Bethany House 6-20-2021

June 18th, 2021

A parishioner, in her will, left her small house to the parish. The
property was adjacent to the church property.
The pastor and the parish council began to look at possibilities for
the property. A number of options were suggested: a religious education
center; a residence for the pastor, enabling the parish to sell the big, two-
thirds empty house he now lived in; tearing down the house to create a
memorial park or expand the church parking lot.
Then a group of the town’s residents asked to meet with the
council. They proposed that the house be used as a temporary shelter for
battered women, a safe place where women and their children could
escape an abusive husband and begin the process of rebuilding their
lives. The council listened politely and empathetically. Then the “buts”
started… It is important work, but the house would be empty most of
the time. Do we want to get involved in these family situations? Can we really make a difference here? What about the liability, the
safety of parishioners who work on this, potential damage to the
property?
A member of the parish council said nothing during the barrage of
questions and concerns. Finally, she asked to speak. She told her own
story of being in an abusive relationship years before and that a house
like this and the group who maintained it had saved her life and her
daughter’s. She had never spoken about it before but felt she needed to
speak up now. This is more important than you know, she said quietly.
So, the little house became Bethany House, named after the home
of Martha and Mary and Lazarus, the friends of Jesus with whom he
often stayed. Members of the parish stepped forward to fix up the house
and furnish it. And it has been a safe place for families battered by the
winds of abuse and hardship.
In a storm of doubt and skepticism, the “sleeping” Jesus awakens
in the courage of a woman whose powerful story leads her parish to take
on a challenging but important ministry in their community.
We do not realize that the Gospel Jesus “sleeps” within our own “boats” he “awakens” during the most difficult and demanding storms we
encounter, enabling us to do what is right and just. Within each of us is
the grace of the “awakened” Jesus in today’s Gospel: the wisdom, the
patience, the courage to discern the presence of God amid the storms of
tension, fear, anxiety, and the injustice we experience. As Frederick
Buechner writes in his book Secrets of the Dark: “Christ sleeps in the
deepest selves of all of us, and whatever we do in whatever time we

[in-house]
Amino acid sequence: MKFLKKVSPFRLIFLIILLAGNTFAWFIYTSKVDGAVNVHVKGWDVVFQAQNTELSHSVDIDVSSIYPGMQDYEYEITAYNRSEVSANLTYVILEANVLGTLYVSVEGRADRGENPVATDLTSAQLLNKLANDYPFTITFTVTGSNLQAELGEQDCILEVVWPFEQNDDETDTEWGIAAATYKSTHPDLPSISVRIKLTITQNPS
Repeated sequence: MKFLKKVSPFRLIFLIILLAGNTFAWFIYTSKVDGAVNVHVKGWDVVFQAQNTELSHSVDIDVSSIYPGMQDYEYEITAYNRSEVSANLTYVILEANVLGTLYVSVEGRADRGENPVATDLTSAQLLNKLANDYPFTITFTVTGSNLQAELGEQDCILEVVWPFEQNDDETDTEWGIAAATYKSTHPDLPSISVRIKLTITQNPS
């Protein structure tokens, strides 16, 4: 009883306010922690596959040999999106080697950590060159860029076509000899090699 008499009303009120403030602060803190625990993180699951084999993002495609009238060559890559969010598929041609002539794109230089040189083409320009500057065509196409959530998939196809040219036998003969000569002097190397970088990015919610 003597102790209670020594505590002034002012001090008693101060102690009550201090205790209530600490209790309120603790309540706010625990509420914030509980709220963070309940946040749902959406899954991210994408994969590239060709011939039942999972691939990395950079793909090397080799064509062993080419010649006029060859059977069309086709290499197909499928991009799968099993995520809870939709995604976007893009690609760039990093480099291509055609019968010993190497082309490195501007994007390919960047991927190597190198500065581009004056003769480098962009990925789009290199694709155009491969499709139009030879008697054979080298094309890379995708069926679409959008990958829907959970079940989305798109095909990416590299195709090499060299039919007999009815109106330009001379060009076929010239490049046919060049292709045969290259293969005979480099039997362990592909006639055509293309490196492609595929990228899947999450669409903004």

have left, wherever we go, may we in whatever way we can call on
him as the fishermen did in their boat to come awake within us and
to give us courage, to give us hope, to show us, each one, our way.
May he be with us especially when the winds go mad and the waves
run wild, as they will for all of us before we’re done, so that even in
their midst we may find peace, find Him.”

Mustard Seed Faith 6-13-2021

June 11th, 2021

Ben Durskin is nine years old. For almost four years, he has been
treated for acute lympho | blastic leukemia. During a punishing protocol
of chemotherapy, he passed the time with his Game Boy and Play
Station. Last summer, Ben came up with his own videogame, designed
especially for kids with cancer. In Ben’s Game, a boy (modeled after
Ben) zooms around a screen on a skateboard, blasting cancer cells in
order to collect “shields” that protect against the usual side effect of
chemo: fever, chicken pox, colds, vomiting, hair loss. A player can’t
lose – “you just keep fighting,” explains Ben.
The Make-A-Wish Foundation and software engineer Eric
Johnston of LucasFilms worked with Ben to create the game. Ben’s
Game has won raves from the 200,000 children who have found the
game, available free on line. Not only is the game fun but children learn
about the “monsters” attacking their bodies and how they can best beat
them.
For eight years, 15-year-old Sasha Bowers and her family were homeless. Sasha, her little sister and her mother spent most nights in Columbus, Ohio, shelter, fighting hunger and bugs and kept awake by
snores and screaming. Two years ago, Sasha’s mom landed a job with a
cleaning company and the family was able to move into an apartment.
But Sasha hasn’t forgotten where she came from. She’s been the
driving force behind a summer day-camp program for 175 homeless kids
in Columbus. “When I was in shelters, there were no safe places to
play,” Sasha explains. “I wanted to create a place that was fun, where
kids could stay out of trouble while parents find jobs and housing.”